National Express to axe 750 jobs
PUBLIC transport group National Express is planning to axe up to 750 jobs in a cost-cutting drive designed to save £15million a year. The coach, bus and train group - whose rail franchises include regional operator National Express East Anglia (NXEA) - said today that the cuts would involve support services and administration roles.
PUBLIC transport group National Express is planning to axe up to 750 jobs in a cost-cutting drive designed to save £15million a year.
The coach, bus and train group - whose rail franchises include regional operator National Express East Anglia (NXEA) - said today that the cuts would involve support services and administration roles.
The figure is understood to include the closure of the NXEA call centre in Norwich, which was announced last month as part of a package of cuts which also included the withdrawal of the restaurant service on the London-Norwich main line.
Around 340 jobs in all were said to be at risk within NXEA, but nobody was available for comment at the National Express Group today to confirm whether the latest announcement involved additional job losses within the East Anglia operation.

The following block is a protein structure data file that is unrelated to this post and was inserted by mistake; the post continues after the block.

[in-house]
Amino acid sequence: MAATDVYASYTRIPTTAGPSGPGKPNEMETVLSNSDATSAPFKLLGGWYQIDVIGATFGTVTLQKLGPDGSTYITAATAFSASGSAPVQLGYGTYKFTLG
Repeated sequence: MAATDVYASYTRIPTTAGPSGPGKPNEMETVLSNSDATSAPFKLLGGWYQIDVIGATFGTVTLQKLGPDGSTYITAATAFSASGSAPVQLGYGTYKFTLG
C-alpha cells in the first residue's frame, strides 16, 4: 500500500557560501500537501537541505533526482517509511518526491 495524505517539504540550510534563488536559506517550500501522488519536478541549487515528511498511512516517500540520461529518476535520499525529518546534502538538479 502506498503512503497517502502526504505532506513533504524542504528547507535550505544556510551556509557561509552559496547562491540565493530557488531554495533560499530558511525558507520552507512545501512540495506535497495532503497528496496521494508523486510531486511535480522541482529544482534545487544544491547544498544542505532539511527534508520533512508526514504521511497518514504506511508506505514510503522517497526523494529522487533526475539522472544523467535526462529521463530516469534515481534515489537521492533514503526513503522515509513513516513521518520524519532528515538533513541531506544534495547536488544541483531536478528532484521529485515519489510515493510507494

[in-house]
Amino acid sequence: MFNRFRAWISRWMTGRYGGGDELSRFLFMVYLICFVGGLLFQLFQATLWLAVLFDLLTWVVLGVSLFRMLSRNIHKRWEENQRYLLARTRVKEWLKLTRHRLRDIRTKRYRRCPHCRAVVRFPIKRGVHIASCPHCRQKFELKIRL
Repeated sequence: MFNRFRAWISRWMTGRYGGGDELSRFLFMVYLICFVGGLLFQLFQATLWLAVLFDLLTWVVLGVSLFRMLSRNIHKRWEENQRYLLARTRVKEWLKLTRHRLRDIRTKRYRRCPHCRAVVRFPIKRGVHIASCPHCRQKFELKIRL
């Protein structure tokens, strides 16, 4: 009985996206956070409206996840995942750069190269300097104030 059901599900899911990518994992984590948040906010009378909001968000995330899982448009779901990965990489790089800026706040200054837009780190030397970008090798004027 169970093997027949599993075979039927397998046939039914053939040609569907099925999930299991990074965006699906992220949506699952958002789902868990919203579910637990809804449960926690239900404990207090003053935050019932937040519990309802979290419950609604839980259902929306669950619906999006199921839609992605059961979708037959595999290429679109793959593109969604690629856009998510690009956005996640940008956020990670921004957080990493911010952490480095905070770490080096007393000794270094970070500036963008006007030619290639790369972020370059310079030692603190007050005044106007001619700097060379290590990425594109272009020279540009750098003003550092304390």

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In a statement, National Express said it had seen some impact of the weakening UK economy on its rail business.
The company, which employs around 18,000 people in the UK, added that, subject to consultation, planned to complete the cost cuts by the end of 2009.
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National Express chief executive Richard Bowker said: “Looking ahead, the transport sector cannot be wholly immune from the global recession.
“While cautious about the economic outlook, we are taking the initiative to reduce costs across our UK operations and counteract any slowdown in growth.”
National Express added however that, despite the tough economic conditions, passenger revenues from its East Coast operation were up more than 9% so far this year, with a 5.5% improvement from the East Anglia franchise.
And the company described trading at its bus business as “robust”, with underlying revenues growth of 6%, while its coach business had seen growth remain steady at 5%.